She was grateful to escape to the peace of that little room for a few moments alone. Her need for the lavatory was not so great as her need for some time to centre herself. She drew a few deep breaths  and practised sticking a smile on her face. She would keep her cool, not rise to anything, let it go. Joe was right, you didn’t change people by getting angry at their ignorance and obtuseness. Plus, the twins were only three, they didn’t need bad atmospheres at a family lunch party.

At about two o’clock, Grace called them all to the dining table, and out came the inevitable roasted meat. Yes, it was lamb, but Bill made sure he placed the dish near him and Frank, and the platters of vegetables at Joe’s end of the table. This was considerate, Susie thought, and  the vegetables looked wonderful. Grace was a good cook. Susie tried not to think about that young lamb, full of life and bounce, his life taken so early, just for this. Her heart seemed to shatter into pieces every day now, with all she knew, and everyone’s indifference to it or rejection of it.

“There’s no meat fat in the gravy, dear” Grace was now saying to Joe, ” and I remembered to cook the roast potatoes in vegetable oil. There are some new potatoes too though, if you’d rather.”

“That’s fine, Mum” said Joe, smiling at Susie, and helping them both to vastly larger portions than they ever ate at home, just to please her. He knew how she loved to see him eat heartily of her meals.

” Your Mum made this too” Bill announced, bringing in a small loaf tin and setting it down between Joe and Susie. It was a nut roast.

“Mum! That’s fabulous!” Joe exclaimed. He was genuinely touched, Susie could see that.

” It looks wonderful, “she said. “Where did you find the recipe?”

“It was in a magazine I was reading in the dentist’s waiting room, dear” Grace replied. ” I jotted it all down before they called me. It looks ok, doesn’t it? I’m sure I haven’t any idea what it’s meant to taste like though. Don’t tell me it’s nice if it isn’t, will you?”

“Can I try some of Auntie Sue’s special meat, Nanna?” That was Poppy, of course. Flora was the quieter one.

“You haven’t touched your lamb yet, darling” Grace said. “Let me cut it up smaller for you, shall I?

Poppy pouted. “I want some of Uncle Joe’s meat” she insisted.

“Don’t be rude, Poppy” Mandy admonished. ” Nanna cooked all this lovely food, and you’ve just picked at it. Eat some more vegetables, please”

“Only if I can have some of the special meat!” Poppy said, her voice growing louder and threatening a strop.

“You can stop that right now, or we go home” Frank scolded.  Then, glancing towards Joe and Susie, he added ” If everybody at this table ate normal food like normal people, we wouldn’t be having this little scene, would we? Eat your meat and some more vegetables, Poppy. You too, Flora.”

“Can I have some of the special meat if I eat a bit more lamb first, Nanna? Please? ” Poppy wheedled in her best, get around Nanna voice.

“Of course you may, darling” Grace agreed. ” Just one more mouthful of lamb and some carrots and I’ll cut you a tiny piece of Uncle Joe’s special meat”.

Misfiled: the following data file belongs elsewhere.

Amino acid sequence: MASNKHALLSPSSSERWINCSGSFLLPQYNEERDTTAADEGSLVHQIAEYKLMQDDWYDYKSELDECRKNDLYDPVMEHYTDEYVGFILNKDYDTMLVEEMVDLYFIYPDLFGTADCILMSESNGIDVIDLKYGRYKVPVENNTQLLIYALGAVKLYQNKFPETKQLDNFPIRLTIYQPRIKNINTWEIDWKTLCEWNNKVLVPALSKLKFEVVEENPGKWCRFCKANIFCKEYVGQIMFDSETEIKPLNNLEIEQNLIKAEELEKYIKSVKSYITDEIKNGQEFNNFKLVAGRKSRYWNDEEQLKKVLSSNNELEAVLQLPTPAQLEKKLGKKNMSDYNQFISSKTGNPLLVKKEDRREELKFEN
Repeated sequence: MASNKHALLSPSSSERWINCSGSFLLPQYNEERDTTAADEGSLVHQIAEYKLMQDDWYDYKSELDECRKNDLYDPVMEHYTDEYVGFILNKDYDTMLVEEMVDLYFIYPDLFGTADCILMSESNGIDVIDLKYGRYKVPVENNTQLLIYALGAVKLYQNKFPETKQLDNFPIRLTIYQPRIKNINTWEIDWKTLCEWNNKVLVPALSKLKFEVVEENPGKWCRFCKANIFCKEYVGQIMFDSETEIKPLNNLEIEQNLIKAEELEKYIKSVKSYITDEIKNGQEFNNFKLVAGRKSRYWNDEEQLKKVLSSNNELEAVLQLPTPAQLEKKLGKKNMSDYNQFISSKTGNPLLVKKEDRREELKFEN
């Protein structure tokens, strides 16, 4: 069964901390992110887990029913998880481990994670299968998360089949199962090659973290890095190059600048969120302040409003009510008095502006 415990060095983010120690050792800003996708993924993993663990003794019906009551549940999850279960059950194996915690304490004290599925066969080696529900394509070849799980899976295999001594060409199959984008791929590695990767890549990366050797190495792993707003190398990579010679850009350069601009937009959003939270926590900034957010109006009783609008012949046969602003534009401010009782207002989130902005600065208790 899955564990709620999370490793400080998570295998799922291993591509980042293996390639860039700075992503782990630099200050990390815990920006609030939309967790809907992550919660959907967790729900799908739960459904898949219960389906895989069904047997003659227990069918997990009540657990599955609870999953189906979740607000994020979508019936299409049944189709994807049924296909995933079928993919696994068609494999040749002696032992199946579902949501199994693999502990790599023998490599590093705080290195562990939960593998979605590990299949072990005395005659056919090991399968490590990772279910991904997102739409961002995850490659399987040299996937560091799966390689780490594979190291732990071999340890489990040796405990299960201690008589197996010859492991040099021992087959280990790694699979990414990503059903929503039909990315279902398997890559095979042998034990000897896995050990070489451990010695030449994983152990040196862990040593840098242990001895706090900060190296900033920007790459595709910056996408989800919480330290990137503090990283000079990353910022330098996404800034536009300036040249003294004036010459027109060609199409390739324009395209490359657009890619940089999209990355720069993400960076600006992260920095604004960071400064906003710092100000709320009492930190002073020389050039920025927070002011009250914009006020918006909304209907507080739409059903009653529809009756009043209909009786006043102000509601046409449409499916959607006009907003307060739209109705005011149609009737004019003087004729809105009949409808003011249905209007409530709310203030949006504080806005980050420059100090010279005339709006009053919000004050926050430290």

“Me too please!” Flora piped up. She felt safe doing so now – Daddy had stopped looking cross and Nanna was smiling.

Susie and Joe exchanged a grin, and touched toes conspiratorially under the table. That had been VERY interesting! Predictably, of course, the twins didn’t think all that much of the nut roast, but Susie loved them for wanting to try it. If only Frank and Mandy were curious like that. Or Bill and Grace. She would have them all over for lunch at their place some Sundays if she had thought there was the remotest chance of them eating a vegan meal without complaint, but there was no way she was having animal products in her home and cooking anything that wasn’t vegan. Those days were over. She felt sorry she had ever been a part of the cultural barbarism that passed for ‘normal’ in their society. And here were these two little girls being raised in exactly the same way. She wished she could influence them a bit more, but Frank would fly into a rage if she even attempted anything he would see as pushing her beliefs onto his children. She never seemed to get much opportunity to talk to Mandy alone.

“There’s a farmer’s market in the village every Friday now. ” Bill told them all. He hadn’t mopped up his gravy with a slice of bread as he usually did – he’d muttered about it not tasting as rich and flavourful as usual, and Susie knew exactly where that thought had come from – he wanted his meat fat in it, didn’t like that his wife had made a concession to their vegan son like that.” It isn’t all local stuff ” he was saying now, ” people seem to drive in from neighbouring towns, and it’s not all food either, but there’s a really good butcher’s stall – that’s where our meat came from today, and the vegetables are all organic. What did you think of the purple carrots? I couldn’t get much taste out of them, personally. Wouldn’t be able to tell them from the regular orange ones”

“The meat is gorgeous” Frank said. ” Really tender. Mouthwatering. ” He glanced towards Joe and Susie. ” I agree about the carrots, wouldn’t know the difference”

“Mummy, Flora kicked me”

“It was a assident, Mummy!”said Flora.

“She should say sorry then, shouldn’t she, Mummy?”

Mandy sighed. She wasn’t in the mood for this. She’d been up most of the night with Flora having bad dreams, and these Sunday lunches were becoming an ordeal. “Say you’re sorry, Flora, please” she said. ” And Poppy, stop making a fuss over every little thing, I need you both to sit still and quiet for 2 minutes – if you want any dessert. OK?”

” If everyone’s finished I’ll bring in the pudding” Grace announced, getting up and gathering all the plates into a pile.

“I’ll help you, Mum” Joe offered, jumping up to follow her out to the kitchen to fetch bowls, while Grace took a huge bread and butter pudding from the oven.

“Take the custard in will you, dear?” she asked him.

Back at the table, serving out mounds of sweet, steaming pudding, Grace apologised that it wasn’t vegan. “It’s my mother’s recipe” she said. They were told this every time it got served up, so they knew about all the butter and cream and egg in it, and how rich and delicious it was, and that Joe’s Grandma Nell had lived on a small farm and how they’d made their own butter and cream and had eggs from their own hens. Grace gave her grand- daughters their pudding and beamed at them as they tucked into it with enthusiasm. “There’s fruit, Joe, if you like” she said. ” I never know what to make for you. Sorry”